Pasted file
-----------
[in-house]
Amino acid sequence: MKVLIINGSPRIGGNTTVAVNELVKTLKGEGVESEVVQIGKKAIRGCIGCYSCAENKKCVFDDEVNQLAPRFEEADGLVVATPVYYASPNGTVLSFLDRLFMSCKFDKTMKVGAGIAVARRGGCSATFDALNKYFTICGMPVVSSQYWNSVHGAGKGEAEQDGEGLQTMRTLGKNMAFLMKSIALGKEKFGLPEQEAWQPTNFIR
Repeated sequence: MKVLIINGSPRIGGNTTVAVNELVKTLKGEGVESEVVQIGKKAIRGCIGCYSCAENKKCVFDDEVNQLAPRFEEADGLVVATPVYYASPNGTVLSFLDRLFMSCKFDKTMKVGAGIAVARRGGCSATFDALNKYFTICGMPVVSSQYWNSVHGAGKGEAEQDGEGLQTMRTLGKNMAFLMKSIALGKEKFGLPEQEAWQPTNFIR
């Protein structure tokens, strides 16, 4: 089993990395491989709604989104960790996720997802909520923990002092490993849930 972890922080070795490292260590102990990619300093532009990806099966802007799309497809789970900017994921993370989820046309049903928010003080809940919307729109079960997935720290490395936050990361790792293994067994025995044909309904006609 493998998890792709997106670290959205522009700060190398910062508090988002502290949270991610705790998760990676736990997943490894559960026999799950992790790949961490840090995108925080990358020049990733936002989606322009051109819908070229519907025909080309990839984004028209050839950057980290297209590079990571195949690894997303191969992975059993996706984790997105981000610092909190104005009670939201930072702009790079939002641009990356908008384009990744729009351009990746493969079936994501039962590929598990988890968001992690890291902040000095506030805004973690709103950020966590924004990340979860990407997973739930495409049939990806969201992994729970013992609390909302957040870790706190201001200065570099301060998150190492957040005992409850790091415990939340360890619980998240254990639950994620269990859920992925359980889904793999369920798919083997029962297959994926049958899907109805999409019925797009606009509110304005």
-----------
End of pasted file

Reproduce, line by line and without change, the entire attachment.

[in-house]
Amino acid sequence: MKVLIINGSPRIGGNTTVAVNELVKTLKGEGVESEVVQIGKKAIRGCIGCYSCAENKKCVFDDEVNQLAPRFEEADGLVVATPVYYASPNGTVLSFLDRLFMSCKFDKTMKVGAGIAVARRGGCSATFDALNKYFTICGMPVVSSQYWNSVHGAGKGEAEQDGEGLQTMRTLGKNMAFLMKSIALGKEKFGLPEQEAWQPTNFIR
Repeated sequence: MKVLIINGSPRIGGNTTVAVNELVKTLKGEGVESEVVQIGKKAIRGCIGCYSCAENKKCVFDDEVNQLAPRFEEADGLVVATPVYYASPNGTVLSFLDRLFMSCKFDKTMKVGAGIAVARRGGCSATFDALNKYFTICGMPVVSSQYWNSVHGAGKGEAEQDGEGLQTMRTLGKNMAFLMKSIALGKEKFGLPEQEAWQPTNFIR
């Protein structure tokens, strides 16, 4: 089993990395491989709604989104960790996720997802909520923990002092490993849930 972890922080070795490292260590102990990619300093532009990806099966802007799309497809789970900017994921993370989820046309049903928010003080809940919307729109079960997935720290490395936050990361790792293994067994025995044909309904006609 493998998890792709997106670290959205522009700060190398910062508090988002502290949270991610705790998760990676736990997943490894559960026999799950992790790949961490840090995108925080990358020049990733936002989606322009051109819908070229519907025909080309990839984004028209050839950057980290297209590079990571195949690894997303191969992975059993996706984790997105981000610092909190104005009670939201930072702009790079939002641009990356908008384009990744729009351009990746493969079936994501039962590929598990988890968001992690890291902040000095506030805004973690709103950020966590924004990340979860990407997973739930495409049939990806969201992994729970013992609390909302957040870790706190201001200065570099301060998150190492957040005992409850790091415990939340360890619980998240254990639950994620269990859920992925359980889904793999369920798919083997029962297959994926049958899907109805999409019925797009606009509110304005």